Bamboo bridge at Vang Vieng
Bamboo bridge at Vang Vieng


Vang Vieng

Vang Vieng is a pristine small town between Vientiane and Luang Prabang, with limestone cliffs and paddy fields dotting its landscape.  Given that the Nam Song River runs through the town, water sports such as tubing and kayaking are popular - you'll often see young travellers sitting in large inner tubes floating downstream.  For those who are drawn to water, Vang Vieng is also near Tham Poukham, which has an inviting blue lagoon for tourists to swim in.  The adventurous may also wish to explore the many limestone caves nearby, including one above the lagoon where a golden statue of a sleeping Buddha reside amidst unique rock formations.  Several 16th and 17th monasteries and small Hmong villages are also nearby.  Today, Vang Vieng attracts tourists with its geological beauty and rural appeal.

Yet Vang Vieng was once used as a base and airfield for the CIA's covert operations in Indochina from the 1950s to 1970s.  After the Americans withdrew, Vang Vieng's bloody past was overshadowed by its more recent reputation as a must-visit for backpackers, who were emboldened to party wildly with the open sales of drugs and booze.  However, after several widely-publicised tragedies brought international attention to the excesses of the region, the government put a stop to the mania with sales bans and curfews.


Ban Nadung Village

Fleeing from the Ho (Haw) invasions of Xam Neua in northern Laos, Tai Maen and Tai Pua ethnic groups settled in Ban Meuang Song and Ban Viengkeo in what is now known as Vang Vieng. From hunting trips up the Nam Lao stream, Pho Phaxai, a descendant of the people who had settled in the Vang Vieng area, found the Nam Lao valley, a bountiful hunting ground. They then moved in 1873 to establish a village of 18 households.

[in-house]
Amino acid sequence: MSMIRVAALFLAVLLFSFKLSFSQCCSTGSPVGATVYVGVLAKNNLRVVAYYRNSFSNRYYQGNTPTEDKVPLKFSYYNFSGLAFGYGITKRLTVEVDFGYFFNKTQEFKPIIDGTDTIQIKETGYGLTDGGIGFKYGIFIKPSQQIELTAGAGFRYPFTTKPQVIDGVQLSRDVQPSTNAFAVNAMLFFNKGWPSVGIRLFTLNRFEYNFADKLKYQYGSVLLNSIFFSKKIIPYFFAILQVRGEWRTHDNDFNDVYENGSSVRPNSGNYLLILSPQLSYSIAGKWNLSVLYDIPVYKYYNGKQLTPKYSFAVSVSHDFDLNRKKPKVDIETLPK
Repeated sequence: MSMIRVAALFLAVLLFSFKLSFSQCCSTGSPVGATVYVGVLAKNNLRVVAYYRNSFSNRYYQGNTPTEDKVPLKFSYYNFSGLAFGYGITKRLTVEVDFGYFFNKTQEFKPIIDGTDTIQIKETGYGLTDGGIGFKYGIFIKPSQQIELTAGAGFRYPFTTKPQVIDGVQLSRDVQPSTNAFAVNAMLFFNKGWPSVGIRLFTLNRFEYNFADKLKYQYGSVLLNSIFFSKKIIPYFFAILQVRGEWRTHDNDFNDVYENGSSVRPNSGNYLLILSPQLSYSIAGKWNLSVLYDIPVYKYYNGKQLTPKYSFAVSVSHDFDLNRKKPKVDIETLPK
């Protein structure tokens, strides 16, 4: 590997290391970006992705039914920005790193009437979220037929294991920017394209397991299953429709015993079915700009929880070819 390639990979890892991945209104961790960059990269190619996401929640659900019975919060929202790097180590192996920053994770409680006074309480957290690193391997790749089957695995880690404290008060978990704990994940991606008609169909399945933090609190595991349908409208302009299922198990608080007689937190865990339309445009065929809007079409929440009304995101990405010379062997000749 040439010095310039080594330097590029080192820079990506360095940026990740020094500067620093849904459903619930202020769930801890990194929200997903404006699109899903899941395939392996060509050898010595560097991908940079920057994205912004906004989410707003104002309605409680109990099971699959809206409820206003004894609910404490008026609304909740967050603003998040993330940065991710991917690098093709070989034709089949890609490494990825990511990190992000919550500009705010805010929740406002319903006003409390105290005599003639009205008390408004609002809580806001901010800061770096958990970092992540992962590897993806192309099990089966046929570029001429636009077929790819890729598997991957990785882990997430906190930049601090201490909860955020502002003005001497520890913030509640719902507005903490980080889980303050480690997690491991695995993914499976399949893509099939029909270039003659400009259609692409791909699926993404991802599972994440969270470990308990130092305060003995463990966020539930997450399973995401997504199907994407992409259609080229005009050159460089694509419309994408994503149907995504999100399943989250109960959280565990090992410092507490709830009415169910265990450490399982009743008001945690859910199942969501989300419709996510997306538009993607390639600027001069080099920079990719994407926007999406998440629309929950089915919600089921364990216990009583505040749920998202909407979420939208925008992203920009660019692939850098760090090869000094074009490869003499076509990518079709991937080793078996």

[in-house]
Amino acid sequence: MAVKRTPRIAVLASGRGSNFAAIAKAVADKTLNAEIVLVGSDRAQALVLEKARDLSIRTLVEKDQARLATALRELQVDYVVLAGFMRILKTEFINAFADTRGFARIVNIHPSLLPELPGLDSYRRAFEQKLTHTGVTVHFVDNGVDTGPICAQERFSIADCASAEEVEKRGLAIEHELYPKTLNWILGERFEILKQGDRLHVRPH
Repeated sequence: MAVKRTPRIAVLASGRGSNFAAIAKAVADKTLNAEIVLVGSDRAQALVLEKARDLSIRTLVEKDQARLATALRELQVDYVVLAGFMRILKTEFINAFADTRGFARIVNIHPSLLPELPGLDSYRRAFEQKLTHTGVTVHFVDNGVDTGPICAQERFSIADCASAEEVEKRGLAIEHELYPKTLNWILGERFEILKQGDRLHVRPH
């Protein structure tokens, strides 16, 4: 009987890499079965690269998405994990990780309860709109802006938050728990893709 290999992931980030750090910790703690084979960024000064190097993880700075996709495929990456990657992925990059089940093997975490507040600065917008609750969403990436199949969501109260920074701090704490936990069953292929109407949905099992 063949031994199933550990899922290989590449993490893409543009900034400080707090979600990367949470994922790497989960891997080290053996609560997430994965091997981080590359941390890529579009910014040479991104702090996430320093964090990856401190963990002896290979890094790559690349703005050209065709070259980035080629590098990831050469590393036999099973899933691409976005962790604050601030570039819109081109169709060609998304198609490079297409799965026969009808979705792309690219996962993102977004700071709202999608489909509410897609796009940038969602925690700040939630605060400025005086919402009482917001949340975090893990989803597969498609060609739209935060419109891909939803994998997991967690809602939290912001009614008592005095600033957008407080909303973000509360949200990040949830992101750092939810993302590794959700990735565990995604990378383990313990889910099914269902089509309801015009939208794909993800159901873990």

Disease forced them to vacate in 1906, and again in 1910, when the village divided into three villages. These three villages then amalgamated into one village in 1937, and was named Na Luang (“Na” meaning fieldand “Luang” meaning large; indicating the size of the combined villages, as well as it being the gateway village for others further up the valley). This was renamed to the similar sounding Naduang because villagers thought that the new name sounded more pleasant.

Ban Naduang is currently a village of about 750 people, comprising a mix of about 60% Kmhmu (who moved into the area from Luang Prabang), and 40% Tai. The village economy is overwhelmingly based on rice-farming, and some families practice textile weaving. Villagers work together to use the Kaeng Nyui waterfall as an additional source of income through Community-based Tourism as a means of providing incentive to conserve the environment, as well as raising funds to develop irrigation and other initiatives for their village.


Travelling to Vang Viang